Time to play ball

How Obama's seeming passivity has emboldened the right -- and made Republicans reckless

By Gene Lyons

Published April 14, 2011 12:30AM (EDT)

President Barack Obama is seen in a television monitor as he outlines his fiscal policy during an address at George Washington University in Washington, Wednesday, April 13, 2011.  (AP Photo/Charles Dharapak) (AP)
President Barack Obama is seen in a television monitor as he outlines his fiscal policy during an address at George Washington University in Washington, Wednesday, April 13, 2011. (AP Photo/Charles Dharapak) (AP)

By any rational standard, President Obama ought to have the Republicans exactly where he wants them in the upcoming budget fight. The public, as opposed to professional pundits, largely sided with the White House during last week's made-for-TV government shutdown melodrama.

Overall, according to a CNN poll, 58 percent of Americans favored the FY2011 budget compromise while 38 percent disapproved. Two-thirds of Democrats and 56 percent of independents favored the deal, while a plurality of Republicans think their party leaders gave away too much. That would be the high-chair faction of the Tea Party, an impassioned minority holding their breath until they turn blue.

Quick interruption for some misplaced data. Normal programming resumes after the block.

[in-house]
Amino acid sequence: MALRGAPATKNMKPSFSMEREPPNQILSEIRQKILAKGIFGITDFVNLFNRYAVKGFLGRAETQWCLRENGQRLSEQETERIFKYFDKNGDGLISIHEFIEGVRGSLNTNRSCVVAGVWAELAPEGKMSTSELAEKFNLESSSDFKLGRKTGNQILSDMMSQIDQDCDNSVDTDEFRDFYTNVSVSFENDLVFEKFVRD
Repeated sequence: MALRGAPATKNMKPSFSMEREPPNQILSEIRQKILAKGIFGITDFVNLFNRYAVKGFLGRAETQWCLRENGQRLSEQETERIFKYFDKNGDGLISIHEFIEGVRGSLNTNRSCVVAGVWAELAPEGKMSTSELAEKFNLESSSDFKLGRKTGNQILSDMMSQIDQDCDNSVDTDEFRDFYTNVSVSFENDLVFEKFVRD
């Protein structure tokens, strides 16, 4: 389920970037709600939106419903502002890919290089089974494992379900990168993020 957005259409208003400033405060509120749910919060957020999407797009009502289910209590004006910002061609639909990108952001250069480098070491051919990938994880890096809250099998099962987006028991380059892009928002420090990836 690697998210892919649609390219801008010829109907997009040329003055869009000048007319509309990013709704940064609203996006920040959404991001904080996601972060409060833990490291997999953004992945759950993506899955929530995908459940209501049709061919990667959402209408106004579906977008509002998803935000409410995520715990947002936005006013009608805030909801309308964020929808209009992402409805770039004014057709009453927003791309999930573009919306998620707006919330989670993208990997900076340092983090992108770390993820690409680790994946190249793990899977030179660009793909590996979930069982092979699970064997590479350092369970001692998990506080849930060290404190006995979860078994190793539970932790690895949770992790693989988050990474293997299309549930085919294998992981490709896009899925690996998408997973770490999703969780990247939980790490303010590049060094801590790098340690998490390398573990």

Did Obama look weak by urging compromise? No, he looked reasonable. I'm with Kevin Drum on this. Substantively, the president surely understands that sharp cuts in government spending during a recession hurt job growth. However, the economy's moving again, the public's spooked about budget deficits, and there's a far more significant battle coming.

For Obama, bringing Democrats and Republicans to the White House to reason together was the tactical equivalent of an intentional walk in baseball. Drum: "He's agreed to cuts but also shown that he'll fight against crazy cuts, and he thinks that will help him take the high ground when he unveils his own long-term deficit program."

Continuing the baseball metaphor, the hitter Obama wants to pitch to would-be Rep. Paul Ryan, the Wisconsin Republican with the funeral director's demeanor and the zeal of an Ayn Rand enthusiast. Reduced to a slogan, Ryan's ballyhooed plan is "Back to the 19th century": $4.5 trillion in tax cuts for millionaires and corporations, huge cuts in Social Security, Medicaid and food stamps, while privatizing Medicare.

To the degree that it endorses Ryan's schemes, in a sane political climate the GOP would be risking political obsolescence. This was the same party that only a year ago pitched a fit over Sarah Palin's imaginary "death panels." Now its leading thinker wants to control costs by asking grandma to bargain for cheaper heart surgery?

Standards, however, are anything but rational. The president faces a defining challenge. I often wonder whether Obama has mistaken the U.S. government for the Harvard Law Review, where the emollient balm of his personality persuaded rival factions to reason together.